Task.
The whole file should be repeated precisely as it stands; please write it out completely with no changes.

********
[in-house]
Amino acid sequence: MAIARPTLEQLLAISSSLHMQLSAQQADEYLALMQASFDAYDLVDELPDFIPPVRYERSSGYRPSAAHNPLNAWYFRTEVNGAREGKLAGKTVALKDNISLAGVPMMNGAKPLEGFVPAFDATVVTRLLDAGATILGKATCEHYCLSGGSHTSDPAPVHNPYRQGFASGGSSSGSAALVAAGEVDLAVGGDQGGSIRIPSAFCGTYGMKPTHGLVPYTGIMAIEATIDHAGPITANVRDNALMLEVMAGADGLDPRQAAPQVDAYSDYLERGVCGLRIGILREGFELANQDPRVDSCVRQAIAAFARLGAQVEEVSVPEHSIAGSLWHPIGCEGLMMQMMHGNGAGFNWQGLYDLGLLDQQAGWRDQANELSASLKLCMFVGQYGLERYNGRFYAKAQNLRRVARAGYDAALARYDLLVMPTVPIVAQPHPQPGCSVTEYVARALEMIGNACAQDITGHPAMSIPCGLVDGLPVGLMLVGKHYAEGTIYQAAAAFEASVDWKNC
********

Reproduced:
[in-house]
Amino acid sequence: MAIARPTLEQLLAISSSLHMQLSAQQADEYLALMQASFDAYDLVDELPDFIPPVRYERSSGYRPSAAHNPLNAWYFRTEVNGAREGKLAGKTVALKDNISLAGVPMMNGAKPLEGFVPAFDATVVTRLLDAGATILGKATCEHYCLSGGSHTSDPAPVHNPYRQGFASGGSSSGSAALVAAGEVDLAVGGDQGGSIRIPSAFCGTYGMKPTHGLVPYTGIMAIEATIDHAGPITANVRDNALMLEVMAGADGLDPRQAAPQVDAYSDYLERGVCGLRIGILREGFELANQDPRVDSCVRQAIAAFARLGAQVEEVSVPEHSIAGSLWHPIGCEGLMMQMMHGNGAGFNWQGLYDLGLLDQQAGWRDQANELSASLKLCMFVGQYGLERYNGRFYAKAQNLRRVARAGYDAALARYDLLVMPTVPIVAQPHPQPGCSVTEYVARALEMIGNACAQDITGHPAMSIPCGLVDGLPVGLMLVGKHYAEGTIYQAAAAFEASVDWKNC